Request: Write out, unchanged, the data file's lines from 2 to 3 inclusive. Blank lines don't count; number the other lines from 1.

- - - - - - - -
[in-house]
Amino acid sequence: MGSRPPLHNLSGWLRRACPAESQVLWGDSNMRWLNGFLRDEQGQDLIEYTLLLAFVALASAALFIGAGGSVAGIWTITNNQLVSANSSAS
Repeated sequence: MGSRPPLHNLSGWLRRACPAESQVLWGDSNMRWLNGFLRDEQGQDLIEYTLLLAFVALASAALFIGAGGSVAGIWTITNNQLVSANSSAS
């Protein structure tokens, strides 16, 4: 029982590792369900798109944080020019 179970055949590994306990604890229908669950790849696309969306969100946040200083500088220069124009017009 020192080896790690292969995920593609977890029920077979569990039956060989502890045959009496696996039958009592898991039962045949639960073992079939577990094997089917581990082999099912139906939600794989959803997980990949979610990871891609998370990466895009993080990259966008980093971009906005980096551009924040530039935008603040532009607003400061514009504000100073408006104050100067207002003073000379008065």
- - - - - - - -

Amino acid sequence: MGSRPPLHNLSGWLRRACPAESQVLWGDSNMRWLNGFLRDEQGQDLIEYTLLLAFVALASAALFIGAGGSVAGIWTITNNQLVSANSSAS
Repeated sequence: MGSRPPLHNLSGWLRRACPAESQVLWGDSNMRWLNGFLRDEQGQDLIEYTLLLAFVALASAALFIGAGGSVAGIWTITNNQLVSANSSAS